[4] Now if we find that two quite distinct ideas unfortunately bear the same name, we ought, in order to avoid confusion, to re-name one of them, or failing this, we ought on all occasions to be quite sure in which of the two senses we are using the name. Accordingly in my first chapter, in order to keep clear of the double sense of the word law, I endeavored to replace it, when used in the scientific sense by some such phrase as the?"brief?statement or formula which resumes the relationship between a group of facts." Indeed it would be well, were it possible, to take the term?formula, as already used by theologians and mathematicians, and use it in place of scientific or natural law. But the latter term has taken such root in our language that it would be hard indeed to replace it now. Besides, if the word law is to be used in one sense only, we may ask why it is the scientist rather than the jurist who is to surrender his right to the word??The jurists say that historically they have the older claim to the word?—?that civil law existed long anterior to scientific law.

(Source: Karl Pearson.?The Grammar of Science. London: Adam and Charles Black, 1911:79-82.)

?

第四屆許淵沖翻譯大賽漢譯英原文

[1] 書是讀不完的。在福建德化,瓷也是讀不完的。

[2] 瓷何以用讀呢?這是因為在我看來,瓷的誕生過程,完全是一次藝術創造的過程。尤其在德化,優質的陶瓷原材料是大自然賜給德化最珍貴的原生態物質,但單有豐富的瓷土原料,沒有良好的開發、加工、利用,就不能昭顯原材料的質地美,從而成為優秀的作品。更重要的是,如果沒有一代代德化能工巧匠的不斷探索和實驗,沒有創造者的文化積累和堅持不懈的藝術追求,就不可能產生出質地優美、風格獨特的陶瓷產品,從而使德化成為世界著名的陶瓷產區。因此,面對德化如陽光一樣燦爛與絢麗的瓷器,我只有用讀的姿勢,才能表達內心的激動和遐想,并且在讀的過程中,以靜思,以感悟,去領略德化瓷器獨特的韻味。

[3] 德化做陶制瓷歷史悠久,最早可追溯到新石器時期燒造印紋陶器。到明、清兩代,瓷器大量流傳歐洲,許多瓷器作品在海外被視為珍寶。更值得自豪的是,以青白瓷為代表的德化瓷器,在歷史上曾有力地推動了“海上絲綢之路”的興盛。有著如此豐富的文化底蘊,有著如此強盛的藝術生機,怎能不叫來這里的世人心揣敬意、虔誠細讀呢?

[4] 然而讀瓷,又該如何讀起?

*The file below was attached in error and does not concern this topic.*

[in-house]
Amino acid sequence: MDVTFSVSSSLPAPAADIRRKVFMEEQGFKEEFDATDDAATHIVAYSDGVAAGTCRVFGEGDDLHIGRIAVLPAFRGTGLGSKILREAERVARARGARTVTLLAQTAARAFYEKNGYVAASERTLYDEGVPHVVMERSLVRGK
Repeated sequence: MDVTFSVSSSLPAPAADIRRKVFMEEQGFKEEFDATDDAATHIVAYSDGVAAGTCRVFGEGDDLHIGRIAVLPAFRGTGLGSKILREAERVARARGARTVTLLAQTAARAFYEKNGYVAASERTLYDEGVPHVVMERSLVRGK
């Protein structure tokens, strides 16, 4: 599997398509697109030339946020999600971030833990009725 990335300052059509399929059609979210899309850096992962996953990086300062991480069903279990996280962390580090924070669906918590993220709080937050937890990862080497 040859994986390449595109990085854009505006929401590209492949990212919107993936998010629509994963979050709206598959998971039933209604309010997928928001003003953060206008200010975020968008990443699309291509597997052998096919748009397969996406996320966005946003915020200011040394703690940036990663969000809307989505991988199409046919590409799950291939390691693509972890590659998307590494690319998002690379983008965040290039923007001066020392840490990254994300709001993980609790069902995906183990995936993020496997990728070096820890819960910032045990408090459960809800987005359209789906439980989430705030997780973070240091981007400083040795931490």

[5] 迄今為止,在德化,已發現的古窯址有二百七十多處,倘要一一嘗讀,大概無人能及。事實上,德化有多少古瓷今瓷遍布世界,其間又有誰能數得過來?由此看來,在德化讀瓷,心不能太大,更不能太貪,須沿著做陶制瓷的歷史發展的節奏,把握一個經脈,細細探源,深深體會,徐徐吐納,久久體味,或許可窺一斑而知全豹。

[6] 當然,不同的人,自會讀出不同的感覺和韻味。有的人從中讀出德化水的靈秀,有的人從中讀出土的本真,有的人從中讀出火的明艷,有的人從中讀出美的質感。還有的人讀瓷追溯,從瓷窯廢墟的殘片讀出瓷的柔性、寧靜、從容、潔凈、堅貞,即使破碎也棱角分明,找到了“以瓷為魂”的精神啟示……讀瓷讀出這些感覺,又佐證了德化陶瓷的神奇獨特和精美絕倫。

[7] 今年暮春,我再次來到德化,在當地陶瓷博物館,瀏覽一件件光彩熠耀的藝術珍品,感覺自己正打開德化陶瓷這一本博大精深的大書,隔著重重歲月,一頁頁凝眸那些傳奇,那些智慧,其低回婉轉,如訴如歌。眼睛已不夠用了,只能用心去感受那多彩多姿的世界,感受陶瓷那些美好的色澤,那些蘊含于其中的情感,甚至蘊含于其中的魂魄,并為之發出贊嘆。

[8] 瓷確是可讀的。尤其是德化瓷,細讀時常常會感受一種歷史和現實的交替,一種深刻的人生認知。這些作品,個個單純素潔,極具腴潤、典雅之美,特別是在造型樣式、裝飾圖案、工藝技法等諸多方面,都顯示了自身的顯著特點,表現出高超的水準,凸現了經典作品的風范和令人難以忘懷的傳承精神。

[9] 都說瓷器宜作生活用品,但當這些用品加強了表現力和獨特形式感,便可能上升為作品。當作品以多種的形式和手法進行大膽嘗試與發展后,便可能上升為精品,從而展示制作人的進取精神和創造智慧。而面對這樣的作品,我感覺讀到的是一種緣分,讀時會情不自禁地接受作品對我的一種緩緩的浸潤。如實說,我對瓷器的認識是極膚淺的,只是在讀瓷的過程中,懷著對制作人的勞動的敬意,以及對他們睿智的一種認知,靜靜享受這一藝術帶給我的樂趣,體味作品傳達出的美感,感悟作品給予我的明澈而單純的心境。在細讀它們的時候,我仿佛看到了德化歷代陶工的心血和智慧,看到了德化人勇于表現美、創造美的審美軌跡,那時,我的心中便會有古老和現代的音樂零散卻又和諧地響起,承載著陽光和鮮花,泅渡時間的長河……我甚至還發現,在我讀瓷的許多瞬間,瓷也無限度地釋放自身能量,使我溫暖,使我激動,使我找不到一個恰當的詞語來贊美它們。不過一想,又覺得在德化讀瓷而“自說自話”,也不失為一種真實的流露,而充盈著的這種發自內心的讀瓷感受,蓋源于一個外地人對德化瓷器的喜愛和粗淺的認識。

——朱谷忠:《人民日報2016年散文精選》.北京:人民日報出版社2017年,第78-80頁《讀瓷》一文。

?